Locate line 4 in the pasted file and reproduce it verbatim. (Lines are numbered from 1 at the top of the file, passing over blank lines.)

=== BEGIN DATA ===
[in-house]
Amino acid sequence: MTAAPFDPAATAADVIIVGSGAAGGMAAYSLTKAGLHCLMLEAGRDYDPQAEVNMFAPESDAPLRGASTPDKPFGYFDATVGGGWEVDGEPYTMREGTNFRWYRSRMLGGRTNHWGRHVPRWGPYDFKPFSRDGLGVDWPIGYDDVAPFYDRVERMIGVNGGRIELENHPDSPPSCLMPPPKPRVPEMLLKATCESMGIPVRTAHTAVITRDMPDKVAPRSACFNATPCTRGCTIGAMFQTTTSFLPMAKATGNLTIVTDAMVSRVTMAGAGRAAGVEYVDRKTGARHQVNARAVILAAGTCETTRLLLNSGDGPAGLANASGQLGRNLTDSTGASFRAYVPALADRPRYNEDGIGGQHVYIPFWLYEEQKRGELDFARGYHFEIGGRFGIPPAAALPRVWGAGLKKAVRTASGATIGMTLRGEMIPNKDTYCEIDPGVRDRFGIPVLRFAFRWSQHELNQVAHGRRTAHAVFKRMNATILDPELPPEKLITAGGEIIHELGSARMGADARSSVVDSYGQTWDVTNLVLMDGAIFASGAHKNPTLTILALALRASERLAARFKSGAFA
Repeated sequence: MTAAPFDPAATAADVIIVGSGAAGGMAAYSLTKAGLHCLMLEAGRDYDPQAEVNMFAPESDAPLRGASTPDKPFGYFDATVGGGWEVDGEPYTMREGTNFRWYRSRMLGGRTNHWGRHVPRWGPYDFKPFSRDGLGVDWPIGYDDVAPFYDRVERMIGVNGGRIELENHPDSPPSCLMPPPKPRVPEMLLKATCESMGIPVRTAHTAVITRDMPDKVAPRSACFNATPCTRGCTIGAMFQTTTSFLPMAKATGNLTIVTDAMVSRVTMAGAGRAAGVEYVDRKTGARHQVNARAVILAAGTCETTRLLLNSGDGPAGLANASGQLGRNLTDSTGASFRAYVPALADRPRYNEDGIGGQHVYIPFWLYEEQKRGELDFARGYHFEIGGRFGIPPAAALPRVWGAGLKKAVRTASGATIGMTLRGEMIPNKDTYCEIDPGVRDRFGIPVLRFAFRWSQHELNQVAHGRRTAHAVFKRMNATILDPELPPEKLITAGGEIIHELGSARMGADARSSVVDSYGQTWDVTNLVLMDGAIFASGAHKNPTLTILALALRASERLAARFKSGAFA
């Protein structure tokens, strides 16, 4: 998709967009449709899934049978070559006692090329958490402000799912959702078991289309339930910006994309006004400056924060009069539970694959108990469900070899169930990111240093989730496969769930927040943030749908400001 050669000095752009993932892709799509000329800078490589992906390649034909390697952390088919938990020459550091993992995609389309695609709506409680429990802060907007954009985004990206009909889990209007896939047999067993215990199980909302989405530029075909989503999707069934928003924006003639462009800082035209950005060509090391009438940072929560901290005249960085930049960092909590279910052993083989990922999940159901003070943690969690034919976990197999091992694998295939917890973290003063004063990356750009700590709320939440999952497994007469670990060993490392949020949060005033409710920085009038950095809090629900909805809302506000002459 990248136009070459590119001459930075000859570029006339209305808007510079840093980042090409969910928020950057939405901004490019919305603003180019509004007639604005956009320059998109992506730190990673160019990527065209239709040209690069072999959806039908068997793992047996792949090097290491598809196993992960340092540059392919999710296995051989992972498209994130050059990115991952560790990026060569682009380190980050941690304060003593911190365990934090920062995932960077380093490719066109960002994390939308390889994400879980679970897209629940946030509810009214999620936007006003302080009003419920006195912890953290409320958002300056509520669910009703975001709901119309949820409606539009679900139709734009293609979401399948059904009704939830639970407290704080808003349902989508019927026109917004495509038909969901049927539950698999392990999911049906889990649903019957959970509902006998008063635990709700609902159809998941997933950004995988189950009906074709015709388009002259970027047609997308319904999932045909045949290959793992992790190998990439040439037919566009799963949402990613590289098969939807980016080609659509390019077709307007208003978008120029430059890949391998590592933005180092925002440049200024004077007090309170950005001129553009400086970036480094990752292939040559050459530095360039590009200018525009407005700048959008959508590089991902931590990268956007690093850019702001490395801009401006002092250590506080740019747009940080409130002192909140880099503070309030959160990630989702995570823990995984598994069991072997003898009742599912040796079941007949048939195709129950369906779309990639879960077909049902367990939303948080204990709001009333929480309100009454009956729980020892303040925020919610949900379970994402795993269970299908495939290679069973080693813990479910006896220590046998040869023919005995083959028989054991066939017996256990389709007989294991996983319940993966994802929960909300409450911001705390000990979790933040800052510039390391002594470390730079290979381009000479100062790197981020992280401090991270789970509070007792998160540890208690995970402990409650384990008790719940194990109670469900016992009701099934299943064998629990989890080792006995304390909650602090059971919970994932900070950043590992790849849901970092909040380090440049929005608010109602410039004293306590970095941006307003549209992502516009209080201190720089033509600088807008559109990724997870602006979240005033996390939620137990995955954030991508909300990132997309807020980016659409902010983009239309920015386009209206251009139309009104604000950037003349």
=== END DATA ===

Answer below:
């Protein structure tokens, strides 16, 4: 998709967009449709899934049978070559006692090329958490402000799912959702078991289309339930910006994309006004400056924060009069539970694959108990469900070899169930990111240093989730496969769930927040943030749908400001 050669000095752009993932892709799509000329800078490589992906390649034909390697952390088919938990020459550091993992995609389309695609709506409680429990802060907007954009985004990206009909889990209007896939047999067993215990199980909302989405530029075909989503999707069934928003924006003639462009800082035209950005060509090391009438940072929560901290005249960085930049960092909590279910052993083989990922999940159901003070943690969690034919976990197999091992694998295939917890973290003063004063990356750009700590709320939440999952497994007469670990060993490392949020949060005033409710920085009038950095809090629900909805809302506000002459 990248136009070459590119001459930075000859570029006339209305808007510079840093980042090409969910928020950057939405901004490019919305603003180019509004007639604005956009320059998109992506730190990673160019990527065209239709040209690069072999959806039908068997793992047996792949090097290491598809196993992960340092540059392919999710296995051989992972498209994130050059990115991952560790990026060569682009380190980050941690304060003593911190365990934090920062995932960077380093490719066109960002994390939308390889994400879980679970897209629940946030509810009214999620936007006003302080009003419920006195912890953290409320958002300056509520669910009703975001709901119309949820409606539009679900139709734009293609979401399948059904009704939830639970407290704080808003349902989508019927026109917004495509038909969901049927539950698999392990999911049906889990649903019957959970509902006998008063635990709700609902159809998941997933950004995988189950009906074709015709388009002259970027047609997308319904999932045909045949290959793992992790190998990439040439037919566009799963949402990613590289098969939807980016080609659509390019077709307007208003978008120029430059890949391998590592933005180092925002440049200024004077007090309170950005001129553009400086970036480094990752292939040559050459530095360039590009200018525009407005700048959008959508590089991902931590990268956007690093850019702001490395801009401006002092250590506080740019747009940080409130002192909140880099503070309030959160990630989702995570823990995984598994069991072997003898009742599912040796079941007949048939195709129950369906779309990639879960077909049902367990939303948080204990709001009333929480309100009454009956729980020892303040925020919610949900379970994402795993269970299908495939290679069973080693813990479910006896220590046998040869023919005995083959028989054991066939017996256990389709007989294991996983319940993966994802929960909300409450911001705390000990979790933040800052510039390391002594470390730079290979381009000479100062790197981020992280401090991270789970509070007792998160540890208690995970402990409650384990008790719940194990109670469900016992009701099934299943064998629990989890080792006995304390909650602090059971919970994932900070950043590992790849849901970092909040380090440049929005608010109602410039004293306590970095941006307003549209992502516009209080201190720089033509600088807008559109990724997870602006979240005033996390939620137990995955954030991508909300990132997309807020980016659409902010983009239309920015386009209206251009139309009104604000950037003349």